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Go West: Three Arizona Shortlines

Featured photo: After interchanging with the FMI Railroad at Clifton, the Arizona Eastern departs for Lordsburg. All photos © 2016 by Michael Polk.

After twenty two hours of consecutive driving, Michael Polk and I had finally arrived in Eastern Arizona. The adrenaline had finally kicked in after the exhausting drive with little to no sleep. At the sight of the first train on our cross country odyssey, we knew we were in for an adventure of a lifetime.

Descending the nearly 5% grade through Morenci, The Freeport-McMoran Industrial Railroad made their presence known on the way to Clifton, Arizona. It was like watching a train descend Saluda. In fact, this is one of the steepest railroad grades in the United States.


Above: The FMI slowly descends the 5% grade from the mine into Morenci, Arizona.

The Freeport-McMoran Industrial Railroad, commonly referred to by their reporting mark of FMI, is the result of one of the largest copper mines in the world. After first discovering copper ore here in the 1870s, investors from the east settled here and formed the towns of Clifton and Morenci to house thousands of miners.

By 1879, the railroad finally reached Clifton in the form of a narrow gauge line to the smelter and became one of the first steam-powered railroad in the State of Arizona. This railroad would eventually become the FMI. By the early 1880s, the Arizona & New Mexico Railroad built a branch line from Lordsburg, New Mexico to Clifton, making the town a terminus. There, the railroad would interchange with the mine’s own industrial line.

Below: The FMI Railroad slowly descends into Clifton, after snaking around the steep grade at Morenci.24585844591_61e46173ec_o

With the newly built railroad, it made shipping the ore much easier. Before the steel ribbons reached Clifton, the only way to the mainline railroad in the south was by mule. Often, these mule teams were attacked by Apache Indian tribes en-route. By the 19-teens, the Southern Pacific Railroad acquired the branch line and continued interchange with the mining railroad at Clifton.

This line was operated by Southern Pacific and then Union Pacific until 2008, when Iowa Pacific purchased the Clifton Subdivision as part of their Arizona Eastern Railway.

In 1988, Southern Pacific sold the line from Globe to Lordsburg to the KYLE Railroad, which eventually became part of RailAmerica in 2001. RailAmerica then sold the line in 2004 to Iowa Pacific Holdings, who owned and operated the shortline until 2011. The line was then sold for over $90,000,000 to Genesee & Wyoming Inc., the current operators of the Arizona Eastern.

24362179540_e2d30d1246_oAbove: The AZER slowly ascends the steep grades out of Clifton as it heads south.

The Arizona Eastern is a railfan favorite because of their unique standard cab Dash 8-40B’s. The classy orange, black, and yellow of the Genesee & Wyoming’s corporate scheme also make for a special touch. The railroad interchanges with the FMI every day throughout the week, traveling up and down steep grades and tight curves to reach Clifton Yard. The railroad brings loads for the mine and hauls away materials produced by it.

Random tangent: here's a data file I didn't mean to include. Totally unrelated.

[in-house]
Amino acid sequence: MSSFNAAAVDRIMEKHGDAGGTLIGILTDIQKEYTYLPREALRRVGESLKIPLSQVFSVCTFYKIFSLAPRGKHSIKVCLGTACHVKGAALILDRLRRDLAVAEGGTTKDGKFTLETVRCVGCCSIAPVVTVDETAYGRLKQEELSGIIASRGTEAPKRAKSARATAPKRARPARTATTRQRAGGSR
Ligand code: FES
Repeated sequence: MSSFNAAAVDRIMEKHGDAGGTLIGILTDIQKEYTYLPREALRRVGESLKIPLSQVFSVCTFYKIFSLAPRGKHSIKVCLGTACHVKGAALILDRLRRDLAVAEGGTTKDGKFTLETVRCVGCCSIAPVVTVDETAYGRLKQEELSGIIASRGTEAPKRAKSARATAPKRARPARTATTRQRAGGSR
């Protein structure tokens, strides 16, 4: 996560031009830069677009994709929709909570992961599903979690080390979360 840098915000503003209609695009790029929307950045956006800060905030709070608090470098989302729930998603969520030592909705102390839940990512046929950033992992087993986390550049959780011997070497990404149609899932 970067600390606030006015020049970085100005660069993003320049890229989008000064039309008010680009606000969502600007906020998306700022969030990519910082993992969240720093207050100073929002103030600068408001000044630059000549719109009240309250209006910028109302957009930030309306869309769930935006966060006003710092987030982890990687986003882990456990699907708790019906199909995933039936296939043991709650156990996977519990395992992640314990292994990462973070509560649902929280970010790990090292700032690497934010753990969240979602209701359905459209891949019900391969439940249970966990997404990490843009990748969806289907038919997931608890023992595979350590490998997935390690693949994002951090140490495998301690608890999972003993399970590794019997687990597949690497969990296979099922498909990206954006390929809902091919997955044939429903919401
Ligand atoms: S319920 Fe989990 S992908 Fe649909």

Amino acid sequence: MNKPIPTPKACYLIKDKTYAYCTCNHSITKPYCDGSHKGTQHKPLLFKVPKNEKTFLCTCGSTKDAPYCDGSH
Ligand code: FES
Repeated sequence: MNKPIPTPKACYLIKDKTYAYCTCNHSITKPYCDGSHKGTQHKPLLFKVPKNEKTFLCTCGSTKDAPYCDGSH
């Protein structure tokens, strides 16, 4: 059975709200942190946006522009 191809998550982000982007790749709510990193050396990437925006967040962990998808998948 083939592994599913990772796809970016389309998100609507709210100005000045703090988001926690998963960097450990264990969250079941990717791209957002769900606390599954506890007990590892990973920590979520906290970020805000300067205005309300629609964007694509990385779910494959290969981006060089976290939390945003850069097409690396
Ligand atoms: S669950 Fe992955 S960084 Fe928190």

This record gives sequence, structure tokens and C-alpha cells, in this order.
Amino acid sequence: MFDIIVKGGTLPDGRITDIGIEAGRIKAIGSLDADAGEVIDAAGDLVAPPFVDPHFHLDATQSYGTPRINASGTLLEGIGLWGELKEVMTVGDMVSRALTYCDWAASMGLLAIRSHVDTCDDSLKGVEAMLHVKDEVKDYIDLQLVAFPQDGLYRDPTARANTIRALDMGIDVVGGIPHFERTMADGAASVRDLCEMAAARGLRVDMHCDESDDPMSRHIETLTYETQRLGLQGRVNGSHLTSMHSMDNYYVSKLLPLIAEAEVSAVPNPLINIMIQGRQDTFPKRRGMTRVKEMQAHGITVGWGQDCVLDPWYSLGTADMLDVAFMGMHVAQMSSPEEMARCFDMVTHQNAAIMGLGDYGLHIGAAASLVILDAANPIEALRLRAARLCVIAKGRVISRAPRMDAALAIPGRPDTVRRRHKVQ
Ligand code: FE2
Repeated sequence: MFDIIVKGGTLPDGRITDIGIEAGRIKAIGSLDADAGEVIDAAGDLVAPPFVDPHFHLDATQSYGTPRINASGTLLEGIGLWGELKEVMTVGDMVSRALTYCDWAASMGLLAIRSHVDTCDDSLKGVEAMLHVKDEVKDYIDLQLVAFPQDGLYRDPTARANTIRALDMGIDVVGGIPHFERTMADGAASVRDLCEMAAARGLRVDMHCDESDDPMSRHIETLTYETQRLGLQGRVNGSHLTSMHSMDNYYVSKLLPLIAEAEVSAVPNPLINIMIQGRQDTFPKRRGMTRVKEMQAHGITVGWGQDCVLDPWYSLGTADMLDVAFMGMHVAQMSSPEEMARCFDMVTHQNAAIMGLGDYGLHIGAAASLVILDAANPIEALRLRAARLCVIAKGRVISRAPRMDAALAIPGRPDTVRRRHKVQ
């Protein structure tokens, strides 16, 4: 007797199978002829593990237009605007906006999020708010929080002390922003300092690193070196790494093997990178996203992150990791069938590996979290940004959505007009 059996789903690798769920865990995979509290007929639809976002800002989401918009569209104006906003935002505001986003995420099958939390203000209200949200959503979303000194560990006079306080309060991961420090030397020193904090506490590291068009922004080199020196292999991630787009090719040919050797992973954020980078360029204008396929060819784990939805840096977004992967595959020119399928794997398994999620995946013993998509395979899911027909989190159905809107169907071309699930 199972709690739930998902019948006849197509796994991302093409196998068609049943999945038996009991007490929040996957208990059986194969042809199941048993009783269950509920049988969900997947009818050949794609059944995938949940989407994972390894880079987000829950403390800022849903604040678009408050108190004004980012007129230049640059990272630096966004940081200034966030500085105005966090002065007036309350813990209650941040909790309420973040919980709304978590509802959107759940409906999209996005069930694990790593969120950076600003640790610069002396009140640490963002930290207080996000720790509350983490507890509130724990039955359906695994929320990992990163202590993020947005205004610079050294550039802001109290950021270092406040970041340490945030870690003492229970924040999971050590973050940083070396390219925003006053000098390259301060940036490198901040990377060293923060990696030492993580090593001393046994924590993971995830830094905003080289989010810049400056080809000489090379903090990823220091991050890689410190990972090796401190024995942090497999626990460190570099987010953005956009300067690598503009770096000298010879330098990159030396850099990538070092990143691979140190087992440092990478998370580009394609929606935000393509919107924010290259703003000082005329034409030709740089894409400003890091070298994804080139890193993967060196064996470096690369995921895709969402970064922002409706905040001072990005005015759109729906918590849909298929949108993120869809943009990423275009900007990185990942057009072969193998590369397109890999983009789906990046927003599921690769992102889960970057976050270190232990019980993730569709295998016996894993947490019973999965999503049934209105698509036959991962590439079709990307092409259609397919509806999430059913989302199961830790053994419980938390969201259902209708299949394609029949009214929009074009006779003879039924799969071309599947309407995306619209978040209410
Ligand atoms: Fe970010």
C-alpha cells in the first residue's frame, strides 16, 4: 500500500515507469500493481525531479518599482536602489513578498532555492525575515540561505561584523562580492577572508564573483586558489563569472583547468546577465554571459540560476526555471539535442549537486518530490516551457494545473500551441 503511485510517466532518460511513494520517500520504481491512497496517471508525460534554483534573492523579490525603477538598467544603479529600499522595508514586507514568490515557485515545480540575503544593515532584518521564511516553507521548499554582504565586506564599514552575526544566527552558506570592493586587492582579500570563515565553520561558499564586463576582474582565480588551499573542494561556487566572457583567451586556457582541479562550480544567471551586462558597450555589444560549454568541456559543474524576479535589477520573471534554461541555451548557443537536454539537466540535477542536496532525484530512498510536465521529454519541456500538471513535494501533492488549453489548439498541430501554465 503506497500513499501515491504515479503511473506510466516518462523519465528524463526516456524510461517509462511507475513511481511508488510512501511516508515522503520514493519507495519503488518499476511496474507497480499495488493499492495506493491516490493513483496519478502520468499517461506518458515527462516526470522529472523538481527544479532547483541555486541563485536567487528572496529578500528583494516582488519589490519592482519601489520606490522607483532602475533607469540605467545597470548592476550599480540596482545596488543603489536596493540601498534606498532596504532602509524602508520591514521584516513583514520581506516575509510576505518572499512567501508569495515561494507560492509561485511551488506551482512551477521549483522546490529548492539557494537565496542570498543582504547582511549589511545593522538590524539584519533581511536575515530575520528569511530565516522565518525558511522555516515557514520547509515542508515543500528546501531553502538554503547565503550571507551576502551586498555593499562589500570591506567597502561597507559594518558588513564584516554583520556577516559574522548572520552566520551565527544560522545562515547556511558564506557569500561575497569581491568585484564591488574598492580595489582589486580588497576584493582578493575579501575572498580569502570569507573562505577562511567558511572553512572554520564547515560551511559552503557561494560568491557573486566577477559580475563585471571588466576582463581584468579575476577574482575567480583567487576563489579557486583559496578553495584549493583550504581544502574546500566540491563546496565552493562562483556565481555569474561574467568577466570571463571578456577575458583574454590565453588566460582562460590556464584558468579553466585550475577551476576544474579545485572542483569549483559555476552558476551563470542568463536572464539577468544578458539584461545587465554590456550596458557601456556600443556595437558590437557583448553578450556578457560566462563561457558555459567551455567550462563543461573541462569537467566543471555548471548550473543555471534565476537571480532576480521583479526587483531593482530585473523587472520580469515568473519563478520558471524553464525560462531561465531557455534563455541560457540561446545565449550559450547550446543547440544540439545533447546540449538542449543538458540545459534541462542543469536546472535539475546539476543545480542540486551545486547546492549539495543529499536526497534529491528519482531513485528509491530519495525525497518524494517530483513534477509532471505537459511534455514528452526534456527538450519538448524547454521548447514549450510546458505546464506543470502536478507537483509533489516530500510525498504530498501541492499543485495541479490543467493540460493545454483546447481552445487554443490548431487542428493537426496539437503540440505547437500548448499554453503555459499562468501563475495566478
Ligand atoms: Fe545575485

Truly, watching these two railroads work together is an amazing experience and I wouldn’t have wanted to witness it with anyone but Mike. And it was only the beginning. Later that morning, we traveled about an hour to Ray, AZ to watch the Copper Basin Railway return from a mine run out of Ray. By this time in the day, it was 73°F! It was a total contrast to the sub-zero temperatures of the midwest that we had experienced just days before.

The Copper Basin has been independently operated since 1986, when Kennecott Copper handed over the operation. This stretch of railroad was originally built by the Phoenix & Eastern Railway in 1904 and was leased to the Santa Fe until 1907, when the Southern Pacific took over the subsidiary company.

24691455535_41f6a3ec25_oAbove: The Copper Basin Railway drops the ore deposits at the Winkelman dumper facility.

Today, the railway is one of the most photographed shortlines in the country and is a railfan favorite because of the company’s friendly attitude to photographers. The two of us were very thankful to the company for allowing us such access to their railroad.

At Hayden, the train slowly runs through the dumper. Here, the ore deposits are dumped and sorted out through a smelting process. The ore is in its most natural form here, but will be refined and made pure for manufacturing purposes.

Much of the reason that the Copper Basin has been so successful is due to “Jack” Jacobson, the company’s Chief Operations Officer. With his great work ethic and mutual respect for his employees, his railroad has become one of the most efficient and well-managed operations in the country.

In all, this was an amazing first day on our cross country road trip west. We spent over three weeks exploring Arizona, California, Nevada, and Colorado – aquiring some of our best work yet. Subscribe for more videos from the “Go West” series here: http://www.YouTube.com/user/DelayInBlock

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About Delay In Block Productions

Delay in Block productions is a video production company company specialized in high-definition railroad photos and videos.

One Comment

  • Rob Turner says:

    Hi Drayton,
    I am thoroughly enjoying your wonderful YouTube videos. Thank you for sharing them.
    As an Australian, based in New South Wales, I am curious to learn how locomotive numbers are allocated to the various classes of North American diesel locomotives. Do each of the railroad companies have their own sets of locomotive numbers?
    Best Regards from Australia.
    Rob Turner

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